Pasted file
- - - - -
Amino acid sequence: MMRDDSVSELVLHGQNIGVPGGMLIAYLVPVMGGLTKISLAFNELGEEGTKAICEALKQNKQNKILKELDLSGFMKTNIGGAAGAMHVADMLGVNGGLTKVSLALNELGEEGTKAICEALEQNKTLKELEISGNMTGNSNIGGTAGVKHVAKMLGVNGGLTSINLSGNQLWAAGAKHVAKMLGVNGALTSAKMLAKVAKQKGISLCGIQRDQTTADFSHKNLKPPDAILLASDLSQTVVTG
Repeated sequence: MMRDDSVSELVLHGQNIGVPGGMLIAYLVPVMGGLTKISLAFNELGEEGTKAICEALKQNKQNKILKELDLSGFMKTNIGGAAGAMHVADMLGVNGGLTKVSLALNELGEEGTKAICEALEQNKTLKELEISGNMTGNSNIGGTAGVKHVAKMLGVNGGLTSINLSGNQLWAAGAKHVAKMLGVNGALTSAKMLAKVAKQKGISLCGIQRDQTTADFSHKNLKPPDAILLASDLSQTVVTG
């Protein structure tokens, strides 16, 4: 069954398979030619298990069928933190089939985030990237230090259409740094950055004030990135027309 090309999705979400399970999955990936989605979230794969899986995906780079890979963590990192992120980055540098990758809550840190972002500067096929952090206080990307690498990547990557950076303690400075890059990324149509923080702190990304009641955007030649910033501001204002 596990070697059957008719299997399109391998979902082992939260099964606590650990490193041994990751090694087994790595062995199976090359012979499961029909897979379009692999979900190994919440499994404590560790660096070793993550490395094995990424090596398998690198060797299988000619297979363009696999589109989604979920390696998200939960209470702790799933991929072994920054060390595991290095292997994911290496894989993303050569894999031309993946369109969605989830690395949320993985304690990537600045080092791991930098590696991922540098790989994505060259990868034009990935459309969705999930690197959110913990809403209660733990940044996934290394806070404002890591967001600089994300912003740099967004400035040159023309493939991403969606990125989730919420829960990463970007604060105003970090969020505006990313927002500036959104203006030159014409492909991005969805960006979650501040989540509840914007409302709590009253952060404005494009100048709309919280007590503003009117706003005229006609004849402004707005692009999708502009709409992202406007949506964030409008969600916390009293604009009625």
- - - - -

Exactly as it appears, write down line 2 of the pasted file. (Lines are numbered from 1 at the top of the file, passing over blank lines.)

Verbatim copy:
Repeated sequence: MMRDDSVSELVLHGQNIGVPGGMLIAYLVPVMGGLTKISLAFNELGEEGTKAICEALKQNKQNKILKELDLSGFMKTNIGGAAGAMHVADMLGVNGGLTKVSLALNELGEEGTKAICEALEQNKTLKELEISGNMTGNSNIGGTAGVKHVAKMLGVNGGLTSINLSGNQLWAAGAKHVAKMLGVNGALTSAKMLAKVAKQKGISLCGIQRDQTTADFSHKNLKPPDAILLASDLSQTVVTG